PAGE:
Understanding Tracking

Industrial Object Tracking with Model Tracking

VisionLib focuses particularly on tracking objects, using different tracking techniques, centered around what we call Enhanced Model Tracking.

In its origin, Model Tracking basically refers to a tracking technique. But since recent years, it has become a synonym for object tracking – and one of the most prominent techniques, especially in Industrial Augmented Reality.

Model Tracking combines 3D graphics with computer vision and let's you use 3D and CAD data for detecting, localizing and tracking physical objects in the video stream.

How this works and how you can use it your projects is subject of this section.

Model Tracking

The majority of AR tracking techniques use a collection of computer vision and image processing methods to enable marker-, feature-, or geometry-based (object) tracking.

In essence, Model Tracking uses geometry (i.e. shape-related) information for detecting, localizing and tracking physical objects in the video stream. To do so, it uses 3D and CAD data as tracking references to derive the edges of the 3D model and the edges in the video stream to make a match between them.

As such, the 3D model becomes the tracking reference for the physical objects, or tracking targets. Once tracking is established, i.e. the object has been localized, VisionLib calculates and delivers all core information to the match the coordinate systems of tracking and 3D graphics. That's the essence for Mixed- and Augmented Reality applications: Such mathematical descriptions enable to blend objects in the video stream seamlessly with 2D and 3D graphics to create the illusion, they exist in reality.

Model Tracking Advantages

Because Model Tracking relies basically on an object's geometry as information, comparing it to e.g. SLAM – the state-of-art tracking technique and foundation behind ARKit, ARCore, HoloLens and others – it comes with some advantages:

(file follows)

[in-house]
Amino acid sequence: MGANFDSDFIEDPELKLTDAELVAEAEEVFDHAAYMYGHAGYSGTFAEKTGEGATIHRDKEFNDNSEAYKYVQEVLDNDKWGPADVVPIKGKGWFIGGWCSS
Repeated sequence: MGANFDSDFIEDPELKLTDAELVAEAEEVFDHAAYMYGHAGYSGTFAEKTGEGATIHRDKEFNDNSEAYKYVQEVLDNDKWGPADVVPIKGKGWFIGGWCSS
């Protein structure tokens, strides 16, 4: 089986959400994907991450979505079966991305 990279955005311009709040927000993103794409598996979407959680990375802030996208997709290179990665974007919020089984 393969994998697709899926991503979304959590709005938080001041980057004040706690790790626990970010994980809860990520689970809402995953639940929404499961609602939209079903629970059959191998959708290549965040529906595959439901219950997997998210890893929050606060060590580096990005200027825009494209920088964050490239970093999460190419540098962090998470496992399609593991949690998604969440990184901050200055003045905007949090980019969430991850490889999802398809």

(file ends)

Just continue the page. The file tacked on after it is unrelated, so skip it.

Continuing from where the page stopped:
• it is extremely robust against adverse lighting condition – such as quick light changes, or those over time, or e.g. faint environments
  • it can handle reflectiveness and other material properties, that appear to change the object's appearance, when seen from different angles
  • it can handle dynamic sceneries and moving objects very well

These are edge cases for e.g. SLAM-based object tracking because with SLAM, so called features are used as tracking reference. Unfortunately, they are somewhat pixel-based and tend to be not very stable over (a longer) time. That is, why they can't handle movement or changing light very well.

Additionally, creating SLAM data as reference for object tracking is a very manual an somewhat inconvenient process. Especially registering the SLAM coordinate system with the one of the 2D/3D augmentation graphics takes time and is not very accurate. And given that (pre-acquired)SLAM data might break and become invalid rather fast, this process is not much reliable for industrial applications.

Best of each Technique

While Model Tracking outperforms e.g. SLAM in accuracy, persistence and with it's scalability, it needs at least the 3D model data as a setup step for tracking to work.